Legal Guide to Starting a Brewery in Indiana

IndianaBeer note: Today we’re pleased to bring you a guest article from Sara Aisenberg of Surety Bonds. As we’ve witnessed an increasing number of professional and amateur brewers pursuing the dream of launching their own brewery, Sara brings you some helpful tips on legal items you’ll need to consider.

If you make a great homebrew, you know that crafting beer is a process — from preparing to fermenting to conditioning to packaging and everything else in between. If you’ve decided to turn your hobby into a licensed business, you probably have the brewing part of the equation down. However, you might not know much about the business side of things. To ensure that your brewery gets up and running without any setbacks, follow this legal guide to starting a brewery in Indiana.

Know the law.

Anytime you jump into a venture that involves legalities, it’s important to know every law that applies to your industry. A great place to start is researching Indiana’s brewer permits as stated in Indiana Code 7.1-3-2. It’s also important to understand the federal laws pertaining to the brewing industry. For example, the Indiana Alcohol and Tobacco Commission doesn’t require brewery owners to post a surety bond to get licensed at the state level, but a bond is required at the federal level. In most cases, individuals interested in starting a brewery will need to post a brewer’s bond or a brewer’s collateral bond. For clarifications on fulfilling this surety bond requirement, consult the U.S. Alcohol and Tobacco Tax and Trade Bureau website.

Determine which liquor license you need.

The first step in getting an alcoholic beverage license in Indiana is to determine what kind of license you need, which you can do by visiting the license type section of the Indiana Alcohol and Tobacco Commission website. In most cases, individuals wanting to open an independent brewery will need a brewer or small brewer license. If you plan to sell your beer on site, in restaurants or in stores, you might also need a beer retailer or beer wholesaler license.

Once you’ve determined the type of license you need, you’ll have to find out if that particular type of license is available in your area. If the license you need is available, you can move forward with the licensing process. If the quota for your particular license is filled, you can try to buy the license from a current license holder. In most cases, assistance is available to connect individuals seeking a license with individuals looking to sell their license.

Submit your paperwork.

When you’re ready to begin the application process, contact the Indiana Alcohol and Tobacco Commission to request the necessary forms. You must submit the following paperwork to be considered for an alcohol license in Indiana:

  • four copies of your floor plans signed and dated by you
  • any necessary articles of incorporation
  • a signed lease or proof of ownership of the premises where the license will be used
  • property tax clearance from your county treasurer
  • a “consent to transfer” form signed by the current license holder, if applicable
  • a renewal application if the license expires in less than four months from the transfer date, if applicable
  • a transfer of location application, if applicable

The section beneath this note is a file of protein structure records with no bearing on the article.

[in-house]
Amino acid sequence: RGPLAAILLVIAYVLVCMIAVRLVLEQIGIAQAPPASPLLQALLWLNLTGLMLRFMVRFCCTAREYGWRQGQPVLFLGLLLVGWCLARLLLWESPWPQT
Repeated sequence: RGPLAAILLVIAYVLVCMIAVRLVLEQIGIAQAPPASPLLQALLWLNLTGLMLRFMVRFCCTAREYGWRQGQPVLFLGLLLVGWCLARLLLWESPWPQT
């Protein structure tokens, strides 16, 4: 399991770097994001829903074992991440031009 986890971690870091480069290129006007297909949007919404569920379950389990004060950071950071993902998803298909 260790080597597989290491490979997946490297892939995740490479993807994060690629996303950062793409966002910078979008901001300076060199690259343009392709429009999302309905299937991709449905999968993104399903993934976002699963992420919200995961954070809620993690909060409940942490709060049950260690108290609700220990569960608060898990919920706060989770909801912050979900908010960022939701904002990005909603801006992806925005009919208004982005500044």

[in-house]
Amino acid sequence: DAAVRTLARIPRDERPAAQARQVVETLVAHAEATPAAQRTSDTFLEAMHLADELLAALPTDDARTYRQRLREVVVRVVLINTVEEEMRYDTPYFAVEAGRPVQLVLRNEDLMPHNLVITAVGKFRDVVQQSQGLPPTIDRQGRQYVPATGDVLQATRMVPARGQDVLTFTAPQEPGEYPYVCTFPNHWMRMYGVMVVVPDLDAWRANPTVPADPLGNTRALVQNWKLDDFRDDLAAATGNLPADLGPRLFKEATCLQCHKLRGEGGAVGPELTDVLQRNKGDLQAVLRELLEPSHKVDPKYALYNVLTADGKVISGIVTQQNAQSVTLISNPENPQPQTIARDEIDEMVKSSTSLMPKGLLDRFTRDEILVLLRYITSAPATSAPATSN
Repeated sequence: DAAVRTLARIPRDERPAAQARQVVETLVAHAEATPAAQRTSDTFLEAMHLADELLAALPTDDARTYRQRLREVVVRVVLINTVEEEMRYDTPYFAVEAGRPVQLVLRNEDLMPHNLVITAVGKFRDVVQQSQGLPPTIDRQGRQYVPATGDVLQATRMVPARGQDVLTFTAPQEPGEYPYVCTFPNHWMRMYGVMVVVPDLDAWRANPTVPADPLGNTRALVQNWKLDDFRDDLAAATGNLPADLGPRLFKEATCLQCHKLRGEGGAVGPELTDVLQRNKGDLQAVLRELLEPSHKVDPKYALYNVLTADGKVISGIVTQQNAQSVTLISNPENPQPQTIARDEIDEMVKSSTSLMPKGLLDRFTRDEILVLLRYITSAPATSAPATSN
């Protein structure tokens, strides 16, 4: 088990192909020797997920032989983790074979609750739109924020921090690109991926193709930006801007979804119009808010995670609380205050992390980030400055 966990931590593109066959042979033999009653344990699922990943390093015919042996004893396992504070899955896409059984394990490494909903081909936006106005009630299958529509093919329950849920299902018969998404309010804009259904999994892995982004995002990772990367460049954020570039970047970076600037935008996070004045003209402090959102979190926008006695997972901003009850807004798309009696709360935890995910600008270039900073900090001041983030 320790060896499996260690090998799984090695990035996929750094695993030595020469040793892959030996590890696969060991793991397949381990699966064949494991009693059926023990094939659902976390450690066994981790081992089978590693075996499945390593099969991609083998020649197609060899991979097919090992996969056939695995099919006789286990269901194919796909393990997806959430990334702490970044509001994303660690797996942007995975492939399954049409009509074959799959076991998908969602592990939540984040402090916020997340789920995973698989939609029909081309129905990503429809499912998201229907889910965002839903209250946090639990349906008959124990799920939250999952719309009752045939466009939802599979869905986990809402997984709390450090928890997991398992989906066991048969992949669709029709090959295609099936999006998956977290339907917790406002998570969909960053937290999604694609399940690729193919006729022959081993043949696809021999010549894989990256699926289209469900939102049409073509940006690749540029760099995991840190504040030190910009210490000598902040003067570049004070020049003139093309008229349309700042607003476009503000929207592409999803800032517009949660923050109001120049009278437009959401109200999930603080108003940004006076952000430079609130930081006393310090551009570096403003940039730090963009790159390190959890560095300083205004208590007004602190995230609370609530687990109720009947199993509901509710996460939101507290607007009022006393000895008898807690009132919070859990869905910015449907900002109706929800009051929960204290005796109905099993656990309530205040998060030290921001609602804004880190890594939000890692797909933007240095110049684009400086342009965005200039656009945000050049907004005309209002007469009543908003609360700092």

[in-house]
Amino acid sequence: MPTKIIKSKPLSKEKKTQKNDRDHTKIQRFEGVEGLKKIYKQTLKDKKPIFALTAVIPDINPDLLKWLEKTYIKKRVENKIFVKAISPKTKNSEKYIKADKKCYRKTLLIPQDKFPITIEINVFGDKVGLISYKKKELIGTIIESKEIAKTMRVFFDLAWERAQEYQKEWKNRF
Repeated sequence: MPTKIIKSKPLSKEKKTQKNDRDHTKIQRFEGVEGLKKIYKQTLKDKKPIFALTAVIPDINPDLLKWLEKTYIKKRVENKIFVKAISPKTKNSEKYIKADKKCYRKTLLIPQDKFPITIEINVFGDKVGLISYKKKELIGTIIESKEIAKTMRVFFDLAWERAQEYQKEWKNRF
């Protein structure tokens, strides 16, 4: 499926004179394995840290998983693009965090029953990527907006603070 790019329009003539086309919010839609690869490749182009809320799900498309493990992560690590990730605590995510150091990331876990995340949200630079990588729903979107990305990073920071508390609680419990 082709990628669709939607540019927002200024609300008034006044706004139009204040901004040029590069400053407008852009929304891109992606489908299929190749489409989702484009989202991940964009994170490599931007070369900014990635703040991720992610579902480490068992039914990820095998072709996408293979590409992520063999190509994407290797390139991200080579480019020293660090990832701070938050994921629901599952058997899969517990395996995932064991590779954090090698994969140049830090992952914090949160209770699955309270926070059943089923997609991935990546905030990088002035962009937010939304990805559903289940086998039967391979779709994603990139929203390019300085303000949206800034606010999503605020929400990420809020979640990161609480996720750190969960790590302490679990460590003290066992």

After you’ve submitted your paperwork, you can expect to wait anywhere from 8-12 weeks before the process is completed. Most counties in Indiana require that applicants seeking an alcoholic beverage permit appear at a local board meeting. A member of the Indiana State Excise Police serves on this board and will visit the site at which you intend to operate the permit at some point during the application and approval process.

Although dealing with legal requirements is a large part of starting a business, doing so is just the beginning of the start-up process. Once your application is complete, it’s time to brainstorm and execute the tasks that will turn your idea into a tangible business and brand, which includes marketing products, setting prices, hiring employees and developing a company culture. Understanding the legal aspects of starting a brewery will give you a solid foundation on which to build.


Sara Aisenberg is the executive writer for the educational outreach program, an effort to helps entrepreneurs of all kinds understand the legal requirements they must fulfill before starting their own businesses. As a newcomer to Columbia, Missouri, Sara is exploring all that the Midwest has to offer — including some local beer! Follow Sara on Twitter @SaraAisenberg.


Bob Ostrander said...

Sara, thank you very much for your insight.

In "Determine which ..." you talk about quotas. Indiana law, IC 7.1-3-22-1 limits congressional districts to 4 breweries.

"The commission, however, shall not issue more than four (4) brewer's permits in the same congressional district."

Potential brewers should keep this in mind if the B.I.G. can't get it changed. Downtown Indianapolis and the Broadripple area of Indianapolis both have three breweries in their (state) congressional district. (The wording of the law hopefully implies "state", right?)

Again, Thanks,

S L said...

"Brewer's" permits are not the same as "small brewer's" permits. A small brewer is beneath 30,000 BBL per year, so no one has to worry yet.

-Steve Llewellyn

Stephen Bailey said...

How much should someone expect to pay for all licenses and permits to begin brewing less than 30,000 BBL per year say in Allen county?

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